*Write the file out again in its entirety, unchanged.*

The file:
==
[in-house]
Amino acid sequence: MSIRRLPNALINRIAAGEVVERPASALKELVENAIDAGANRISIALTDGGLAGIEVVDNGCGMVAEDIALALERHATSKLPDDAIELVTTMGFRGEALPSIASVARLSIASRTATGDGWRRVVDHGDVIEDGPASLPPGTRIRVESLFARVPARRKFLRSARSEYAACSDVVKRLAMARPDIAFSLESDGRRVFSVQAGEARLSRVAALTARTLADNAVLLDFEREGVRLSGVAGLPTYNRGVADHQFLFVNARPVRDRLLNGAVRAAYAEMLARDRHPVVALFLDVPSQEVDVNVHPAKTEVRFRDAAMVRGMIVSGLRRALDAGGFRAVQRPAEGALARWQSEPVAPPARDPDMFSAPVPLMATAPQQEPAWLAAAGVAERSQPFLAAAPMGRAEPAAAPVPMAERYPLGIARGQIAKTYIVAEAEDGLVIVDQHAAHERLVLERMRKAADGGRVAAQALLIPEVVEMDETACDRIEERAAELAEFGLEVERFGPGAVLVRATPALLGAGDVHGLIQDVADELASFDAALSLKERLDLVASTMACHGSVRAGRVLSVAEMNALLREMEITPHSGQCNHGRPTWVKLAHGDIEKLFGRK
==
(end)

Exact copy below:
[in-house]
Amino acid sequence: MSIRRLPNALINRIAAGEVVERPASALKELVENAIDAGANRISIALTDGGLAGIEVVDNGCGMVAEDIALALERHATSKLPDDAIELVTTMGFRGEALPSIASVARLSIASRTATGDGWRRVVDHGDVIEDGPASLPPGTRIRVESLFARVPARRKFLRSARSEYAACSDVVKRLAMARPDIAFSLESDGRRVFSVQAGEARLSRVAALTARTLADNAVLLDFEREGVRLSGVAGLPTYNRGVADHQFLFVNARPVRDRLLNGAVRAAYAEMLARDRHPVVALFLDVPSQEVDVNVHPAKTEVRFRDAAMVRGMIVSGLRRALDAGGFRAVQRPAEGALARWQSEPVAPPARDPDMFSAPVPLMATAPQQEPAWLAAAGVAERSQPFLAAAPMGRAEPAAAPVPMAERYPLGIARGQIAKTYIVAEAEDGLVIVDQHAAHERLVLERMRKAADGGRVAAQALLIPEVVEMDETACDRIEERAAELAEFGLEVERFGPGAVLVRATPALLGAGDVHGLIQDVADELASFDAALSLKERLDLVASTMACHGSVRAGRVLSVAEMNALLREMEITPHSGQCNHGRPTWVKLAHGDIEKLFGRK